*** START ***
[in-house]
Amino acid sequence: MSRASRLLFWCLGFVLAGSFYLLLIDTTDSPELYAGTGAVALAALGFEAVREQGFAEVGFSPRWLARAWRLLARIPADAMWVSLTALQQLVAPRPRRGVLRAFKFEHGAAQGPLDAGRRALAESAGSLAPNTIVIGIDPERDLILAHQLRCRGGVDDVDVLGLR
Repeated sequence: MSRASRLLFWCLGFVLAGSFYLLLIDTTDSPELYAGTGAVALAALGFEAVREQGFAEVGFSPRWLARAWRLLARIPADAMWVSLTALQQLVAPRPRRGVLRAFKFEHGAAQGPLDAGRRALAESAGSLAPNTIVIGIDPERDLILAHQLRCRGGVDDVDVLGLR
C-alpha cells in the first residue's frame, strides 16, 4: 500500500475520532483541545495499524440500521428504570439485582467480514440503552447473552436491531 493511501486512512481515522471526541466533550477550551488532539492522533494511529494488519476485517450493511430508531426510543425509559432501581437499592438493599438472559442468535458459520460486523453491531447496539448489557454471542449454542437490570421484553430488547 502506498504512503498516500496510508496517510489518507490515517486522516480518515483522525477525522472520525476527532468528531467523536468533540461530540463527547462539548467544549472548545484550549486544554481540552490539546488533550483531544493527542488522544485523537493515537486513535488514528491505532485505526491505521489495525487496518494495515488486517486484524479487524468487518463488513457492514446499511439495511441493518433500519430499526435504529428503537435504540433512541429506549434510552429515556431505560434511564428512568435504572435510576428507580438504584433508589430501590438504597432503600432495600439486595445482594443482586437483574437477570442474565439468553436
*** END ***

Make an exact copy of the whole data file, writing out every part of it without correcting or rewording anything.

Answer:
[in-house]
Amino acid sequence: MSRASRLLFWCLGFVLAGSFYLLLIDTTDSPELYAGTGAVALAALGFEAVREQGFAEVGFSPRWLARAWRLLARIPADAMWVSLTALQQLVAPRPRRGVLRAFKFEHGAAQGPLDAGRRALAESAGSLAPNTIVIGIDPERDLILAHQLRCRGGVDDVDVLGLR
Repeated sequence: MSRASRLLFWCLGFVLAGSFYLLLIDTTDSPELYAGTGAVALAALGFEAVREQGFAEVGFSPRWLARAWRLLARIPADAMWVSLTALQQLVAPRPRRGVLRAFKFEHGAAQGPLDAGRRALAESAGSLAPNTIVIGIDPERDLILAHQLRCRGGVDDVDVLGLR
C-alpha cells in the first residue's frame, strides 16, 4: 500500500475520532483541545495499524440500521428504570439485582467480514440503552447473552436491531 493511501486512512481515522471526541466533550477550551488532539492522533494511529494488519476485517450493511430508531426510543425509559432501581437499592438493599438472559442468535458459520460486523453491531447496539448489557454471542449454542437490570421484553430488547 502506498504512503498516500496510508496517510489518507490515517486522516480518515483522525477525522472520525476527532468528531467523536468533540461530540463527547462539548467544549472548545484550549486544554481540552490539546488533550483531544493527542488522544485523537493515537486513535488514528491505532485505526491505521489495525487496518494495515488486517486484524479487524468487518463488513457492514446499511439495511441493518433500519430499526435504529428503537435504540433512541429506549434510552429515556431505560434511564428512568435504572435510576428507580438504584433508589430501590438504597432503600432495600439486595445482594443482586437483574437477570442474565439468553436